Traveling to a new country can be challenging, but if you’re coming to put down roots and pursue an education and career, the obstacles may seem overwhelming. Women Walking West (W3) helps foreign-born women legally living in the United States achieve their career dreams and education goals by overcoming the challenges of living and studying in a different culture.
“We fundamentally believe education can change the world and impact the economic welfare of our communities,” W3 founder and chair of the board of directors, Dr. George Sehi remarks. “When you provide education opportunities for one woman, there is a trickle-down effect for generations. These women are positively impacting their families and communities here and around the world.”
As a young man from Iran studying in the United States, and during his career in higher education advising students, Dr. Sehi was personally aware of the challenges international students face, especially women from underdeveloped countries. “Women coming to the U.S. to pursue their educational dreams have a greater disadvantage than foreign-born men. For example, in some cultures, education is mainly accessible for men, so women may be unsure about interacting in the classroom or with their teachers,” explains Dr. Sehi.
Since 2015, the nonprofit organization has served 140 women from 38 different countries providing the assistance needed to be successful and productive in school and life by working to remove the cultural, academic, language, financial and social barriers they may experience on their education journey.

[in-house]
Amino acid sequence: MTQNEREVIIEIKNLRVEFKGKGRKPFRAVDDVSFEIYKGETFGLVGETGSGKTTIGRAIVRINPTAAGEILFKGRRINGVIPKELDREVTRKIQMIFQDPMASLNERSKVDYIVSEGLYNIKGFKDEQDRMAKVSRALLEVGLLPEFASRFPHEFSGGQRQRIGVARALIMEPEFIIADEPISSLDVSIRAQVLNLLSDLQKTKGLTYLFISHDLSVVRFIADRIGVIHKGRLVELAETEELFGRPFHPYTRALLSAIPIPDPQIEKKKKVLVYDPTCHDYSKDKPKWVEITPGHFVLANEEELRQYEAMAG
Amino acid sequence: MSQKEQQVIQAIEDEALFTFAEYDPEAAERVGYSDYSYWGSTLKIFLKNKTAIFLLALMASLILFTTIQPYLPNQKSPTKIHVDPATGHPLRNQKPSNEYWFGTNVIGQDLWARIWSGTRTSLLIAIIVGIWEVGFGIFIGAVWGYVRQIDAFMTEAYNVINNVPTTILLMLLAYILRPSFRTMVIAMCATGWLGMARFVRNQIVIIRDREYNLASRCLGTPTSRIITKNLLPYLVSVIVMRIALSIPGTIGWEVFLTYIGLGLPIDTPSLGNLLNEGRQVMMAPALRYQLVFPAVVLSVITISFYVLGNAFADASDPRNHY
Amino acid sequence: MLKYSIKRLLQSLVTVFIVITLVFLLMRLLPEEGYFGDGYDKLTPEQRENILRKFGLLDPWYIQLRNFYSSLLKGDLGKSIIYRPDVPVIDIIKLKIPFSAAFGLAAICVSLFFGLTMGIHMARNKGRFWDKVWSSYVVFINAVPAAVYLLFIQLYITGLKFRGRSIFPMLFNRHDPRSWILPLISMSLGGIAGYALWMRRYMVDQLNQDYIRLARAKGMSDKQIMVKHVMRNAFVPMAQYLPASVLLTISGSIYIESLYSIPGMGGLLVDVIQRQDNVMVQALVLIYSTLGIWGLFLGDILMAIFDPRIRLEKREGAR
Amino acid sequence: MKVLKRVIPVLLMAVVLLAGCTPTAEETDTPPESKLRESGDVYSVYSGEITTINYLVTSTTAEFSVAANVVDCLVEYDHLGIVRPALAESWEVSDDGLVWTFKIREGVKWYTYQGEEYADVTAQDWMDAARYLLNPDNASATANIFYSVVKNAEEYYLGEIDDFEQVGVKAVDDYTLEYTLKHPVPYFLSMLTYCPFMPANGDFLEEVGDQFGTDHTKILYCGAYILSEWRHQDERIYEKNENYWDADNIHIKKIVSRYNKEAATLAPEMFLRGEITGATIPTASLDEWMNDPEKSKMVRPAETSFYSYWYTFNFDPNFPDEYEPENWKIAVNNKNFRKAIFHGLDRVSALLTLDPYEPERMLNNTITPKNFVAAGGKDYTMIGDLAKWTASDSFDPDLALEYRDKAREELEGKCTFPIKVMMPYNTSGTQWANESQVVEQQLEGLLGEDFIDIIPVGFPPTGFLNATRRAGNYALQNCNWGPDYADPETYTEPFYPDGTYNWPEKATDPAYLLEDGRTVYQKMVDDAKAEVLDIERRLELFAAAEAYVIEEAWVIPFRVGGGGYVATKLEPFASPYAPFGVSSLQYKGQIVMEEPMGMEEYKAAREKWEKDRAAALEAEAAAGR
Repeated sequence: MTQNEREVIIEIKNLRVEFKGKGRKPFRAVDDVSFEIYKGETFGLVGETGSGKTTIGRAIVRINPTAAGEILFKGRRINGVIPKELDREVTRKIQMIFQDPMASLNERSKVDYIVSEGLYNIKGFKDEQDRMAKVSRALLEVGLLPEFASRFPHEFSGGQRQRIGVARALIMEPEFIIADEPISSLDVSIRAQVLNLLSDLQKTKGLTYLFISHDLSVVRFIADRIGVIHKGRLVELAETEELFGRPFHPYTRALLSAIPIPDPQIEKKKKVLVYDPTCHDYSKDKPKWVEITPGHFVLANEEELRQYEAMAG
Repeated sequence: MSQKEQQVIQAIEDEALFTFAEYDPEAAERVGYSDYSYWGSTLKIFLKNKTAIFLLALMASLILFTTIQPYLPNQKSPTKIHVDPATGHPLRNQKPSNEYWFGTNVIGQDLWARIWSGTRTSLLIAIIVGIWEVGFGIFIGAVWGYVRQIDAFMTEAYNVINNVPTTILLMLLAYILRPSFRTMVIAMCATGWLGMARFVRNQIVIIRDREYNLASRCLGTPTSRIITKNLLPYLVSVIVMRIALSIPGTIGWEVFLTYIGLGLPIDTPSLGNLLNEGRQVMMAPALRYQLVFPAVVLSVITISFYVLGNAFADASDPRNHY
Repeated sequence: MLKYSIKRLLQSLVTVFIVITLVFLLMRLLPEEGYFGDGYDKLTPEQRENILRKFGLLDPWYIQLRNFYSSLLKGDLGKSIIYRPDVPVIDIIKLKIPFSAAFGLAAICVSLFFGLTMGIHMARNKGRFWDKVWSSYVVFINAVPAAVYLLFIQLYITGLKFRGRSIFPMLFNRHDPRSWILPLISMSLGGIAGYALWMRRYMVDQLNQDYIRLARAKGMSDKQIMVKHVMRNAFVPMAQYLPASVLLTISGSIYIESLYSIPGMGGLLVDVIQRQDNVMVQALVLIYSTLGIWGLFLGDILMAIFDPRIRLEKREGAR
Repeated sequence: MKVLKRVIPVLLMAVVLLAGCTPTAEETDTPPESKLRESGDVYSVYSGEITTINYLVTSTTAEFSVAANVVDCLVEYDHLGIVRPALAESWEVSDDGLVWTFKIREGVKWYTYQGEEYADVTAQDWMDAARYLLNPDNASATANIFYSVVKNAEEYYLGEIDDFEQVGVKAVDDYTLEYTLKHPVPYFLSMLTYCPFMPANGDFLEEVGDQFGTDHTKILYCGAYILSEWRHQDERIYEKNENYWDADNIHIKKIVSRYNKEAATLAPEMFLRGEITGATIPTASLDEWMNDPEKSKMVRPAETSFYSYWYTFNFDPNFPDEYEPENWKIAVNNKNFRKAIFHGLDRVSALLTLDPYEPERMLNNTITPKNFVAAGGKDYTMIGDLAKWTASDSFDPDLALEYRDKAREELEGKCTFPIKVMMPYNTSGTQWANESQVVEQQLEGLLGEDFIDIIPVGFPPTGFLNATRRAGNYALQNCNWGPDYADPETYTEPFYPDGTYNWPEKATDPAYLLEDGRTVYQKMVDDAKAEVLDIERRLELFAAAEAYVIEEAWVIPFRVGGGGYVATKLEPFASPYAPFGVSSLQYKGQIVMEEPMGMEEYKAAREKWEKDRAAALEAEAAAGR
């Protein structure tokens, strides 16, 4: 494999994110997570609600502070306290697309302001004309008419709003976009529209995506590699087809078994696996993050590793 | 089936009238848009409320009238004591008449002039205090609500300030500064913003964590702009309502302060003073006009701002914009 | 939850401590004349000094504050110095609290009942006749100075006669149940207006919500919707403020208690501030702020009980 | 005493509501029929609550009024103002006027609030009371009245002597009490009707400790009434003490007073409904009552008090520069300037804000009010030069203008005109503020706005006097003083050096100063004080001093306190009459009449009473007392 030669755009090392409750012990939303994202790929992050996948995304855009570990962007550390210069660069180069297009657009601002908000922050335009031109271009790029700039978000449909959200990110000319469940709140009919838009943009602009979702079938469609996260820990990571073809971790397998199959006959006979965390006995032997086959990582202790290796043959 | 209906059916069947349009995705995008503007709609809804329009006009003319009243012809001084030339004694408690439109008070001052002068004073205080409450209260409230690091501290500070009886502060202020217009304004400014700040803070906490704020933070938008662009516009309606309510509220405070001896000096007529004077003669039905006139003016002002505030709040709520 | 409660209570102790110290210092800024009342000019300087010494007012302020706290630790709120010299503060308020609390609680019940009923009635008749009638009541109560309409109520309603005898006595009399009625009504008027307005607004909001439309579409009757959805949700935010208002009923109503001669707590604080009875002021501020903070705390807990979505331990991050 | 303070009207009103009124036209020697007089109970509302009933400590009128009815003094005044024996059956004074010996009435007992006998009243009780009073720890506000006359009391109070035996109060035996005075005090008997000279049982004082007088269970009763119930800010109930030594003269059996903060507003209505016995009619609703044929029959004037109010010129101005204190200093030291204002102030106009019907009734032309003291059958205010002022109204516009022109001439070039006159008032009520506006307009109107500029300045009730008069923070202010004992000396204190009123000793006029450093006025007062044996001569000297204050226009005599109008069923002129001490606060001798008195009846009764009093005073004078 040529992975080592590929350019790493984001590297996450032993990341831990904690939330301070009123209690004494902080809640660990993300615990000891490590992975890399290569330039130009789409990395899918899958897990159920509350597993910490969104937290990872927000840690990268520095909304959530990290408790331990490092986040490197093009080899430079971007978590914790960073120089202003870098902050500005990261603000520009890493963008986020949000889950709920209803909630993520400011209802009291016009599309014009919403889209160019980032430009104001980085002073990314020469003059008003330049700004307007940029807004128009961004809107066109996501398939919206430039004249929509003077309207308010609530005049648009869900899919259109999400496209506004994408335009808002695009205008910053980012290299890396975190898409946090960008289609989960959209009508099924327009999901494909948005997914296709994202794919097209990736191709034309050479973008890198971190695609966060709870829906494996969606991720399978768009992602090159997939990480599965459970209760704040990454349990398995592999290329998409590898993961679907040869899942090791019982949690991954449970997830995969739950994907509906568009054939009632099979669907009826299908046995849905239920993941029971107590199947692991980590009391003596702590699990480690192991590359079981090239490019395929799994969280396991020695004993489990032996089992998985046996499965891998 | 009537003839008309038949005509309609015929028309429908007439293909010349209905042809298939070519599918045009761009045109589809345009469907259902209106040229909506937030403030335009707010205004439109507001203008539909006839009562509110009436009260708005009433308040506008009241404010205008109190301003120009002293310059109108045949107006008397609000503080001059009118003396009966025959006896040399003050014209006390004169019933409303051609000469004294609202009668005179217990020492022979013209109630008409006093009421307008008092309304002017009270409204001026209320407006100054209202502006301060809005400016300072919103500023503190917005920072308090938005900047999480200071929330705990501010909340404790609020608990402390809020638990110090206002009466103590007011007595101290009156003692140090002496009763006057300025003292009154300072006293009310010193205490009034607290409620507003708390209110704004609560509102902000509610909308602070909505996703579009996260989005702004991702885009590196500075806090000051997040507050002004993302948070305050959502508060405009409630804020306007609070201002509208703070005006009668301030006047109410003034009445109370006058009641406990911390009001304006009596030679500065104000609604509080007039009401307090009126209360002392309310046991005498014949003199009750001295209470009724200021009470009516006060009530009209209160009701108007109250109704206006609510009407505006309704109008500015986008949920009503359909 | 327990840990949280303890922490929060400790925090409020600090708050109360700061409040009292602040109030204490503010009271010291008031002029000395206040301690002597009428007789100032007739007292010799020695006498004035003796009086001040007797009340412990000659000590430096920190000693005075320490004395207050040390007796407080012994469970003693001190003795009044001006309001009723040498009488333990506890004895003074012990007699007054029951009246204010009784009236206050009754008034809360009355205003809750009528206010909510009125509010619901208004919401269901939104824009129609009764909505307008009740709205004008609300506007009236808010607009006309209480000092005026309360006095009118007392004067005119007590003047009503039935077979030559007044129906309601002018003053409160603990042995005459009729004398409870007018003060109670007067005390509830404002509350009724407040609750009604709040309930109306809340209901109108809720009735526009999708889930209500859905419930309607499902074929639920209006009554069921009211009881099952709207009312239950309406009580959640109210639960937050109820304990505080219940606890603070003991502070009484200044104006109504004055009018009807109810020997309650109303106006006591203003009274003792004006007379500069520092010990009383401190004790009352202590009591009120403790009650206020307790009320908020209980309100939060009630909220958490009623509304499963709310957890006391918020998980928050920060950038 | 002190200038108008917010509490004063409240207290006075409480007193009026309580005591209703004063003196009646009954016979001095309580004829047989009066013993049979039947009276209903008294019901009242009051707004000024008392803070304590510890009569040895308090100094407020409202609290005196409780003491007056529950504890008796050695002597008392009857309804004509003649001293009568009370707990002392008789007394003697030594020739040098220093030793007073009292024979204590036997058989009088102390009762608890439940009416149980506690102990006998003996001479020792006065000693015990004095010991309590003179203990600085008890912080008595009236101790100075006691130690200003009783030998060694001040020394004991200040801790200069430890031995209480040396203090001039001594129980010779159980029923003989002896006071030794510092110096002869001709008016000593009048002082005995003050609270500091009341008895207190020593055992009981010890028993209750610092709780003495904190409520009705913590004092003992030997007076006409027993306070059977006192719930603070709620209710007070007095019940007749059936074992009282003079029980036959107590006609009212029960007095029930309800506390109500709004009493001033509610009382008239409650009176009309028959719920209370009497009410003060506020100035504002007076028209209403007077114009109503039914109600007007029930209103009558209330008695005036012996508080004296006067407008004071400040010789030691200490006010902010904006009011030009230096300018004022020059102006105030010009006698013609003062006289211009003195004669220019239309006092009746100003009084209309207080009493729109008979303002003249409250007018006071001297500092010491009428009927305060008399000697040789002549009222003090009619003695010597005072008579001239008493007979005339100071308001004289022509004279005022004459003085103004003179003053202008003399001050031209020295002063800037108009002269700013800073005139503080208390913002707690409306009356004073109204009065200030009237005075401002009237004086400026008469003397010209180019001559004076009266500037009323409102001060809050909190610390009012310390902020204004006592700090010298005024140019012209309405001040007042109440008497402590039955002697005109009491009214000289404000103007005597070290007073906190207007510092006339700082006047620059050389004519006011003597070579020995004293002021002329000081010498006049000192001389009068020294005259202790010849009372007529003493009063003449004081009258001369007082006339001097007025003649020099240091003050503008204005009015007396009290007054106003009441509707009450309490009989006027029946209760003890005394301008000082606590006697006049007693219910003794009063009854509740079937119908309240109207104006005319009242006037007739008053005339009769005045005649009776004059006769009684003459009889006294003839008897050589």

What distinguishes W3 from other organizations is their core strategy of one-on-one mentoring. Each woman in the program is paired with a professional in their field of study. One ‘perfect match,’ as Dr. Sehi describes it, is mentor and W3 founding board member Dr. Vijaya Reddy and mentee Reham Gaafar.
Born and raised in India, where she graduated from medical school, Dr. Reddy came to the U.S. in 2001. To practice medicine in the U.S., foreign-educated physicians must complete an intense licensing process that includes exams, boards and a three-year residency. Dr. Reddy was fortunate to have her older sister, who had already navigated the U.S. physician licensing requirements, as her mentor and guide.
“With her guidance, I was able to move quickly through the process,” Dr. Reddy reflects. “That is why I chose to be a mentor with W3 and help other women.”
Dr. Reddy completed the licensing process and currently practices internal and geriatric medicine. She also serves as medical director at Artis Senior Living in Mason.
Dr. Reddy’s mentee, Reham Gaafar, was raised in Egypt where she practiced pediatric medicine before coming to the U.S. in 2016. She wanted to continue practicing medicine, but struggled to afford the expensive exams. A friend connected her to W3 who helped her financially and paired her with Dr. Reddy for mentoring.
Describing her mentee, Dr. Reddy says, “Reham is so committed and always grateful. It is very satisfying to see her persevere and succeed, even while she juggles so many responsibilities.”
Reham responds, “I love Vijaya so much. She is so supportive and can guide me because we are in the same career. Even though she is busy, she checks in with me regularly.” Reham begins her residency in family medicine in July and declares, “I feel like I’m on top of the world!”
Both mentor and mentee agree that Women Walking West is changing women’s lives and positively impacting society. Dr. Reddy notes, “If somebody believes in you and guides you, your path gets a little easier.”
For more information about their community sponsors, mentoring, donations and fundraising gala, please visit: WomenWalkingWest.org.
Women Walking West
844.500.9378 | email@example.com